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US Secretary of State Vows to Help Egypt ‘Invigorate Economy, Tackle Security Challenges’

US Secretary of State Vows to Help Egypt ‘Invigorate Economy, Tackle Security Challenges’

United States Secretary of State John Kerry, left, and Egyptian President Abdel-Fattah el-Sissi meet on the sidelines of the Egypt Economic Development Conference in Sharm el-Sheikh, Egypt, Friday March 13, 2015. (AP)
United States Secretary of State John Kerry, left, and Egyptian President Abdel-Fattah el-Sissi meet on the sidelines of the Egypt Economic Development Conference in Sharm el-Sheikh, Egypt, Friday March 13, 2015. (AP)

The United States’ Secretary of State John Kerry met Egyptian President Abdel Fattah Al-Sisi and Foreign Minister Sameh Shoukry on Wednesday to discuss bilateral cooperation and regional tensions during a short visit in Cairo.

Secretary Kerry stressed the importance of Egypt for sustainable peace and stability in the Middle East, according to a statement issued by the State Department.

“I want to emphasize that the United States views Egypt as critical to the peace and security of the entire region,” he said.

Pointing to the “difficult challenges” that Egypt is facing in terms of threats to its security from extremist groups, he underscored the US’ commitment and desire to help Egypt deal with these challenges, particularly threats from groups such as the Islamic State.

“We are deeply committed to the stability of Egypt and to helping Egypt through the difficult challenges that it faces, which, by the way, it doesn’t face alone in the world,” Kerry continued.

On the issue of Egypt’s struggling economy, the Secretary said that his country wants to cooperate with Egypt to attract investments, create jobs and increase growth. He vowed to return to Cairo with ideas about how to achieve these goals.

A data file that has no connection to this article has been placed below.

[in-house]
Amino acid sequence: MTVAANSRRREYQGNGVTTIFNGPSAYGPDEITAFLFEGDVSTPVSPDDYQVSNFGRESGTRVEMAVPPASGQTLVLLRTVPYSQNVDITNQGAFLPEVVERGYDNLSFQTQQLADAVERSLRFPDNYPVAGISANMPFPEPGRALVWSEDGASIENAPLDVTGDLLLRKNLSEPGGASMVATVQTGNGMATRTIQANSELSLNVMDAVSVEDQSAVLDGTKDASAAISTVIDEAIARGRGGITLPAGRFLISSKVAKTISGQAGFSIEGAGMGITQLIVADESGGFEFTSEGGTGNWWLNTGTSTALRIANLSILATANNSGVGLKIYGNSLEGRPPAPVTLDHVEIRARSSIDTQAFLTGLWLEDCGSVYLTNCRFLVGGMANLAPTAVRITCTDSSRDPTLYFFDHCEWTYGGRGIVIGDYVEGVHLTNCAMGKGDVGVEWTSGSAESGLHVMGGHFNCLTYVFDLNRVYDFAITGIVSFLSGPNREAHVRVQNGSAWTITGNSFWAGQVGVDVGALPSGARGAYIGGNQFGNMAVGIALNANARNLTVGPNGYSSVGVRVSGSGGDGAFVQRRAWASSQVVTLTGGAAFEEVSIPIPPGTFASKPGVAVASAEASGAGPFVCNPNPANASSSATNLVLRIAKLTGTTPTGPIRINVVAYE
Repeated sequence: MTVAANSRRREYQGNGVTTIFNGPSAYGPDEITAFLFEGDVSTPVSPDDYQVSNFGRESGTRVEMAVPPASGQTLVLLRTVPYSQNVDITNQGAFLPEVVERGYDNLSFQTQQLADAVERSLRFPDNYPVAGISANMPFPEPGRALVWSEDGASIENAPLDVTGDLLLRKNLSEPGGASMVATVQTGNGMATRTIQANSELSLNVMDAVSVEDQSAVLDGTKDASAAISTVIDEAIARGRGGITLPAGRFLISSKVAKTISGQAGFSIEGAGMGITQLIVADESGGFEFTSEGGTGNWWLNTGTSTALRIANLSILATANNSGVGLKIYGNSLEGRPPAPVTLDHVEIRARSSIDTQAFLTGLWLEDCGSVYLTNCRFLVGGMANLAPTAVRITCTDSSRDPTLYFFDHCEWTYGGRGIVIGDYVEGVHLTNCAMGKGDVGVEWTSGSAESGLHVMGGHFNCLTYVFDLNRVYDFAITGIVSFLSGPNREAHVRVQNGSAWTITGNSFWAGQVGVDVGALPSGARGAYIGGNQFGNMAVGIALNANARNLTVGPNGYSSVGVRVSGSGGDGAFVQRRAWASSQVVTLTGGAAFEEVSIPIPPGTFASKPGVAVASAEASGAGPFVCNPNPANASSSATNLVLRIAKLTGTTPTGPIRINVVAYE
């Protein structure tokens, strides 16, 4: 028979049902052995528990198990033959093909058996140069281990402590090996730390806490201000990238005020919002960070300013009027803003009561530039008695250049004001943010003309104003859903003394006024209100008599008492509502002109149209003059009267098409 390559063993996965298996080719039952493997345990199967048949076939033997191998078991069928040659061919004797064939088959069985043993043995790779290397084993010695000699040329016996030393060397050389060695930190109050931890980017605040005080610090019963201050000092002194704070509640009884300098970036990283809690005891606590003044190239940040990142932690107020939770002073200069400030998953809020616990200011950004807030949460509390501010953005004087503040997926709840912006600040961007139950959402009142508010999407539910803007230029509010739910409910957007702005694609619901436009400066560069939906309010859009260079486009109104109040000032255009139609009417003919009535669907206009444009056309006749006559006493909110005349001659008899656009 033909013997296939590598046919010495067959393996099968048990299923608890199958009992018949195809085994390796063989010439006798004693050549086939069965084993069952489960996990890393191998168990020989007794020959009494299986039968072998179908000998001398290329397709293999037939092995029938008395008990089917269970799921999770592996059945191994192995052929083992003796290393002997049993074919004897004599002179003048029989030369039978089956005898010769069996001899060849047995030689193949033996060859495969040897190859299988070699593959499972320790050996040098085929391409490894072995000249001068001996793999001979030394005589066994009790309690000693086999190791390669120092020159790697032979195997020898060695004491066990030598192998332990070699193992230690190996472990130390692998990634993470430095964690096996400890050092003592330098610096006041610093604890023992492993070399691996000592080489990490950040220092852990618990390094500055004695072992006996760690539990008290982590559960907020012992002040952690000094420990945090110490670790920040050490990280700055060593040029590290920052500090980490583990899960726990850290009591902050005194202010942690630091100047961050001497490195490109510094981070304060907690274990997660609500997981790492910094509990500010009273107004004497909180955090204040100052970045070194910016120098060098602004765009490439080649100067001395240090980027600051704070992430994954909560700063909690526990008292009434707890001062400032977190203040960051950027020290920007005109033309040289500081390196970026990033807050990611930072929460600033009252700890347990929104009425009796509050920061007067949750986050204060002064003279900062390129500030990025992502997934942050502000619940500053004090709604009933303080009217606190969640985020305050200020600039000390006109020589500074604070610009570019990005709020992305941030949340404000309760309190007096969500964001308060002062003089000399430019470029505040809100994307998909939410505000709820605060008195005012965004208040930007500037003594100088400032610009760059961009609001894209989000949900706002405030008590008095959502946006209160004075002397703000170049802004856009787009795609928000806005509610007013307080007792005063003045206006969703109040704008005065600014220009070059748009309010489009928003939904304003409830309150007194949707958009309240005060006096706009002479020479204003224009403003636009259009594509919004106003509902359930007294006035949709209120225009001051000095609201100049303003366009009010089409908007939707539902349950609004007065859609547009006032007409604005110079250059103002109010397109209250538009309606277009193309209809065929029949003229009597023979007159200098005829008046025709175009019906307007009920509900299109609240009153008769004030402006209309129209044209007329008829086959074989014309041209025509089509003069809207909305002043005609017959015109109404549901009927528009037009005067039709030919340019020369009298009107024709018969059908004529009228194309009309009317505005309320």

For his part, President Sisi was quoted by presidential spokesperson Alaa Yousef as saying that Egypt wants to improve bilateral ties with the US “on all levels” while stressing the importance of joint cooperation and coordination to face the challenges the “tumultuous” Middle East is facing at the moment.

During the meeting, the representatives of the two countries also discussed the volatile situations in Syria and Libya.

Kerry also said that he wants to overcome some of the difficulties the two countries have experienced lately.

“And we also talked about ways in which we can hopefully resolve some of the differences and questions that have arisen about the internal politics and choices for the people of Egypt,” he said, in apparent reference to Egypt’s worsening human rights situation which has drawn criticism from the American administration and triggered a debate about the economic assistance provided by Washington to Egypt.

In remarks made in March, Kerry said he was “deeply concerned by the deterioration in the human rights situation in Egypt.”

Foreign Minister Shoukry responded harshly to the Secretary’s comments, saying that Egypt rejects any interference by foreign countries in its internal affairs.

After Wednesday’s meeting, however, Shoukry seemed more sanguine, saying the discussions with Kerry were “cordial and productive” and “addressed both of our desires to put this relationship on an upward trajectory.”

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